Great Appalachian Storm of 1950

November 9, 2021 // Article by: Steve Copertino

It happened over 70 years ago, but one of the strongest storms on record to impact the Ohio Valley ocurred late in November 1950.  It started as an Arctic front swept across the area on November 24th.  The next day, low pressure developed over the Carolinas and trekked northward along the front into the Ohio Valley.  As the low deepened and more cold air wrapped into the storm, the storm produced blizzard conditions as heavy snow fell from Indiana to western Pennsylvania.  Columbus, OH got almost 2 feet of snow while Steubenville, OH recorded 44 inches along with drifts up to 25 feet!!  Pittsburgh and Erie, PA both received nearly 30 inches of snow, while the highest amount of snow measured was 63 inches in Coburn Creek, WV.

The storm also had an impact on the famous Big Ten football rivalry between Ohio State and Michigan.  With a conference championship berth on the line, the two teams played through heavy snowfall and 30 mph sustained winds. Both teams punted a total of 45 times and there was only one touchdown after Michigan blocked a punt and recovered it in the endzone.  They eventually went on to beat Ohio State 9 - 3 in what became known as the Snow Bowl.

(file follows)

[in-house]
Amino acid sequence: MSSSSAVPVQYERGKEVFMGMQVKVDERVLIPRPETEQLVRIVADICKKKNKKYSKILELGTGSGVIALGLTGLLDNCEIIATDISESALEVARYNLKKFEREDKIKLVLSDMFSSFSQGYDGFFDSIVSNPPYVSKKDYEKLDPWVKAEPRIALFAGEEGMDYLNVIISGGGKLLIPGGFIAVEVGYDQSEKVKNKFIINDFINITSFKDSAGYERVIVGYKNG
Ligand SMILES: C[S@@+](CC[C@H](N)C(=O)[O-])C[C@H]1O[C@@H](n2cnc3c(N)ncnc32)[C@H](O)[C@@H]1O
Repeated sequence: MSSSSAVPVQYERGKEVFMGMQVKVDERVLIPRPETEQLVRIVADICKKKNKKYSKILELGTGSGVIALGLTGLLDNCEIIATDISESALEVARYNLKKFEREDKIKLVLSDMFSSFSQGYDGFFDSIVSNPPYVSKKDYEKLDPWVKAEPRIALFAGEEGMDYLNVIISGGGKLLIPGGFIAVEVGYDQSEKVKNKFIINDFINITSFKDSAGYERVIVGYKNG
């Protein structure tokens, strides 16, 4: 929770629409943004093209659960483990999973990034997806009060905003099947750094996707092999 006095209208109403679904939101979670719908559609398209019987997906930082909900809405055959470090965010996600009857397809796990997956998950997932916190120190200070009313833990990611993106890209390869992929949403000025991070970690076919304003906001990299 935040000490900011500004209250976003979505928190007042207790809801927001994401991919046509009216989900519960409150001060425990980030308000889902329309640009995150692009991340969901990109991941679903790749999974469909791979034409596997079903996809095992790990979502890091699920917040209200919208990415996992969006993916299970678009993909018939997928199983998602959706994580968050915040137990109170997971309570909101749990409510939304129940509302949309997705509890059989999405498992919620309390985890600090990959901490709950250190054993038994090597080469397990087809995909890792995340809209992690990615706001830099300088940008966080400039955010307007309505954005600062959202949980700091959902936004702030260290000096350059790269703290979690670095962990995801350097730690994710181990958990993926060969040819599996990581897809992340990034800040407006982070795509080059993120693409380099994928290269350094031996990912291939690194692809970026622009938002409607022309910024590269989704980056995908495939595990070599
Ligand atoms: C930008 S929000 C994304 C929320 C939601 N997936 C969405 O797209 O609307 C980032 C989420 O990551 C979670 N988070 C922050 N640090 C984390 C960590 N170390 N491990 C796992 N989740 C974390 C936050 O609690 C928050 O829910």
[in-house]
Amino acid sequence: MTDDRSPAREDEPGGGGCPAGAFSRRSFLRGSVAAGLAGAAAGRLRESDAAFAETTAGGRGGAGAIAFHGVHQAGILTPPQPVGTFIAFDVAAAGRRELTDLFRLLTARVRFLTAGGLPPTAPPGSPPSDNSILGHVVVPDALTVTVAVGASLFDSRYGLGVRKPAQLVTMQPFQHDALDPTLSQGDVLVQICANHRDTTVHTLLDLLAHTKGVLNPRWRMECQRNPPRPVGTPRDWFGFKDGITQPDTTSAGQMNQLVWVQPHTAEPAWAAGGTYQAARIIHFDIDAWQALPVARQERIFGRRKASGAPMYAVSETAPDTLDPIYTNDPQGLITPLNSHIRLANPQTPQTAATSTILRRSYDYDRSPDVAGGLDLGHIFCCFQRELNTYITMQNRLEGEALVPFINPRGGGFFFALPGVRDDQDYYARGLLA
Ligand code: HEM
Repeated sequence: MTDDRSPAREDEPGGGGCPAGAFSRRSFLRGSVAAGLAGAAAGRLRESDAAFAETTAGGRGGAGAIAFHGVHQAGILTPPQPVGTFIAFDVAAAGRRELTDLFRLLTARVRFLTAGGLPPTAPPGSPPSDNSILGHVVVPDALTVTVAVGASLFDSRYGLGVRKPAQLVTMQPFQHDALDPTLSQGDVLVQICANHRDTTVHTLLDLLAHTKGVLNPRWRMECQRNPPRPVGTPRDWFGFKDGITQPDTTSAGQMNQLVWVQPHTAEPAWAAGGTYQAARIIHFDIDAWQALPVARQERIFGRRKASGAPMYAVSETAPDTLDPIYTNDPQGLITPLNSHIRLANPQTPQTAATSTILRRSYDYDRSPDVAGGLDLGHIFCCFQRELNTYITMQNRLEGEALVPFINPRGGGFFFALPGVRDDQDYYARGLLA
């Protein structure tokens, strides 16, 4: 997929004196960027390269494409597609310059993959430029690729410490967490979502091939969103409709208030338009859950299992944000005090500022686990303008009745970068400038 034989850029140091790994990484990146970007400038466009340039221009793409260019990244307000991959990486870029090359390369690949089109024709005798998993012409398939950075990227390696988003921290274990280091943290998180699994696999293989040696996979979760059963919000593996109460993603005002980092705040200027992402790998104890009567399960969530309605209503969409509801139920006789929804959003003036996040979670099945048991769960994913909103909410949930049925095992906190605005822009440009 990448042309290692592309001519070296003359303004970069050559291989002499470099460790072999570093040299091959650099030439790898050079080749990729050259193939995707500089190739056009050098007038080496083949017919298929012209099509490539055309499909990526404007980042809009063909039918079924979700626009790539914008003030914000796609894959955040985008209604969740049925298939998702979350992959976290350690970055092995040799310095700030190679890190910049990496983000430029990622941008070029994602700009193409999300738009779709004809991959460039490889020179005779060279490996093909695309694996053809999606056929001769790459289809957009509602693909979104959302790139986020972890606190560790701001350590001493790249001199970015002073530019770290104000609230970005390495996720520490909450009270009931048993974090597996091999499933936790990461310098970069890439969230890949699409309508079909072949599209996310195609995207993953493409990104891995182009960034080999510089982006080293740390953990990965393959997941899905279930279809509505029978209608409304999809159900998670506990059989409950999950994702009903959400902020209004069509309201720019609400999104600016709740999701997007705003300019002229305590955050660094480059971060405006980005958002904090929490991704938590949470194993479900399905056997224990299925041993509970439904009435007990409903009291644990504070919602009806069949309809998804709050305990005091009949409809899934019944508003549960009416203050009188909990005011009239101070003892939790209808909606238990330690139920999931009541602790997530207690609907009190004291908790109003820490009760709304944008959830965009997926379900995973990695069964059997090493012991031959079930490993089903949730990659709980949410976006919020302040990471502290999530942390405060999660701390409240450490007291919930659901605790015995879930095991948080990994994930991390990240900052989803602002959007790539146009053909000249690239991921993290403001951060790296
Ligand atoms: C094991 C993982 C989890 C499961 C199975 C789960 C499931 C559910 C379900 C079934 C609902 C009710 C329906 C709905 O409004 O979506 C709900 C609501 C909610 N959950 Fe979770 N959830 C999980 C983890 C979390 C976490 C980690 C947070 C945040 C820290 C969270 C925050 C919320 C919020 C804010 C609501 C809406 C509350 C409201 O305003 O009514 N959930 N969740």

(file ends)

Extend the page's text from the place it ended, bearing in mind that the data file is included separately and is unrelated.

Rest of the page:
Meanwhile, ahead of the storm, fierce winds blew up and down the Eastern Seaboard.  New York City reported a wind gust of 94 mph, while Newark, NJ recorded a gust to 108 mph!!  The intense winds resulted in extensive tree damage and power outages.  At the same time, Arctic air on the "backside" of the storm overspread the Deep South.  Record lows were smashed as temperatures fell into the single digits and teens, with even mid 20s along the panhandle of Florida.  

Unfortunately, over 300 people died due to the storm and it caused over $66 million in damage (equivalent to around $717 million in 2021).

Surface Weather Map for November 25th & 26th, 1950 - Courtesy NOAA / NWS

Snowfall Totals map courtesy NOAA/NCEI